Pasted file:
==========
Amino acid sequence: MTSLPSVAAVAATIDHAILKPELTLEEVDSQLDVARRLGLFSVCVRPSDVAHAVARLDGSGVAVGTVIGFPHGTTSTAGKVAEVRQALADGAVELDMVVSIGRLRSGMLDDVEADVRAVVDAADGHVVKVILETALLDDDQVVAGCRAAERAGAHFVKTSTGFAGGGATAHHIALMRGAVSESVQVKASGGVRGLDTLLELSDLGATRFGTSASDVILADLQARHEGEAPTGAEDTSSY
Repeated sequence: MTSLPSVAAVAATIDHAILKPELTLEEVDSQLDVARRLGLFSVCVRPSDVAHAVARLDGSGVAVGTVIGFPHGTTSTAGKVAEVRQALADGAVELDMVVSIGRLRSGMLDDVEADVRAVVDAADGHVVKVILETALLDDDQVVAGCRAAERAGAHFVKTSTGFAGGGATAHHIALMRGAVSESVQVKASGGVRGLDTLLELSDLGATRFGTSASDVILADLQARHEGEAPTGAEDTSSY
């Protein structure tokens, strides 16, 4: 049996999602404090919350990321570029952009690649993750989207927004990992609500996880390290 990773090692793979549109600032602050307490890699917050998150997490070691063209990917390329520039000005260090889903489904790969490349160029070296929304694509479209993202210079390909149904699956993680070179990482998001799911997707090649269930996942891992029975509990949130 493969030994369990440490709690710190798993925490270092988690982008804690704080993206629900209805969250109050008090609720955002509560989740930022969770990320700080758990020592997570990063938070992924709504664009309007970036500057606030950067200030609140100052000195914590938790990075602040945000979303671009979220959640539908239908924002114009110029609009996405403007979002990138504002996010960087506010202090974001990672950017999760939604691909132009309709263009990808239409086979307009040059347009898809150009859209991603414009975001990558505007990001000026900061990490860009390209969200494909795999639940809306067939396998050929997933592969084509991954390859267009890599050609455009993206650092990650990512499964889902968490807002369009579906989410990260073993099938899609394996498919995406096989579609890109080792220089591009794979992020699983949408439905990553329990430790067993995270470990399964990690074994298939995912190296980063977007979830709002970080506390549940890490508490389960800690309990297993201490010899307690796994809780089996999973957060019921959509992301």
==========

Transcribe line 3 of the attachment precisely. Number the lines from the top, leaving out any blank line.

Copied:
């Protein structure tokens, strides 16, 4: 049996999602404090919350990321570029952009690649993750989207927004990992609500996880390290 990773090692793979549109600032602050307490890699917050998150997490070691063209990917390329520039000005260090889903489904790969490349160029070296929304694509479209993202210079390909149904699956993680070179990482998001799911997707090649269930996942891992029975509990949130 493969030994369990440490709690710190798993925490270092988690982008804690704080993206629900209805969250109050008090609720955002509560989740930022969770990320700080758990020592997570990063938070992924709504664009309007970036500057606030950067200030609140100052000195914590938790990075602040945000979303671009979220959640539908239908924002114009110029609009996405403007979002990138504002996010960087506010202090974001990672950017999760939604691909132009309709263009990808239409086979307009040059347009898809150009859209991603414009975001990558505007990001000026900061990490860009390209969200494909795999639940809306067939396998050929997933592969084509991954390859267009890599050609455009993206650092990650990512499964889902968490807002369009579906989410990260073993099938899609394996498919995406096989579609890109080792220089591009794979992020699983949408439905990553329990430790067993995270470990399964990690074994298939995912190296980063977007979830709002970080506390549940890490508490389960800690309990297993201490010899307690796994809780089996999973957060019921959509992301």